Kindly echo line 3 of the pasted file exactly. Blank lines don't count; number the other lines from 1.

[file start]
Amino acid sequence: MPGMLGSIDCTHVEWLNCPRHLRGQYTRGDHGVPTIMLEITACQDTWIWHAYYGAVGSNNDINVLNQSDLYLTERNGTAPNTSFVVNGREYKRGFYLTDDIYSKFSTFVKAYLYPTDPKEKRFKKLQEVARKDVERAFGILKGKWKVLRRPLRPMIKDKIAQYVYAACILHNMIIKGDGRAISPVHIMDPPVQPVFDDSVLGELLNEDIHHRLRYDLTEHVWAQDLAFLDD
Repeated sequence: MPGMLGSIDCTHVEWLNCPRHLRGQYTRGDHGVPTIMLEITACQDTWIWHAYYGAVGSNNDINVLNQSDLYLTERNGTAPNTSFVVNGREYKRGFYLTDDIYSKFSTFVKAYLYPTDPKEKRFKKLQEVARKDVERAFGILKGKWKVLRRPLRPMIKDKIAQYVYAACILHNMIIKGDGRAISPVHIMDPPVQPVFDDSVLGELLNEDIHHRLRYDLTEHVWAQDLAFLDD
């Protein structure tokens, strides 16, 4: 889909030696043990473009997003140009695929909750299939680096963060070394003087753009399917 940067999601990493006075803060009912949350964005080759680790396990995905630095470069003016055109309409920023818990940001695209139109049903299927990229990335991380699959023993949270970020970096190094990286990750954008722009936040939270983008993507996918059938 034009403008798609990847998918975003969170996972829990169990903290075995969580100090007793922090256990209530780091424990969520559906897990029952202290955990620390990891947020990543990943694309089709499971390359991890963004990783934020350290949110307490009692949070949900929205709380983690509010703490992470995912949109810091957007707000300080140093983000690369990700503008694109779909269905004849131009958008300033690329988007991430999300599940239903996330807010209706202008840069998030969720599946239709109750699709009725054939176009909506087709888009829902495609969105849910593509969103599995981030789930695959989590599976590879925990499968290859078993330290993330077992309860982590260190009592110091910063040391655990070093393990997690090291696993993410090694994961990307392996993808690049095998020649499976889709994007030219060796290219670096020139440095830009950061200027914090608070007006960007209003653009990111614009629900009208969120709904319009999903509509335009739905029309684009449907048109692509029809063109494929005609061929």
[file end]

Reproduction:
């Protein structure tokens, strides 16, 4: 889909030696043990473009997003140009695929909750299939680096963060070394003087753009399917 940067999601990493006075803060009912949350964005080759680790396990995905630095470069003016055109309409920023818990940001695209139109049903299927990229990335991380699959023993949270970020970096190094990286990750954008722009936040939270983008993507996918059938 034009403008798609990847998918975003969170996972829990169990903290075995969580100090007793922090256990209530780091424990969520559906897990029952202290955990620390990891947020990543990943694309089709499971390359991890963004990783934020350290949110307490009692949070949900929205709380983690509010703490992470995912949109810091957007707000300080140093983000690369990700503008694109779909269905004849131009958008300033690329988007991430999300599940239903996330807010209706202008840069998030969720599946239709109750699709009725054939176009909506087709888009829902495609969105849910593509969103599995981030789930695959989590599976590879925990499968290859078993330290993330077992309860982590260190009592110091910063040391655990070093393990997690090291696993993410090694994961990307392996993808690049095998020649499976889709994007030219060796290219670096020139440095830009950061200027914090608070007006960007209003653009990111614009629900009208969120709904319009999903509509335009739905029309684009449907048109692509029809063109494929005609061929």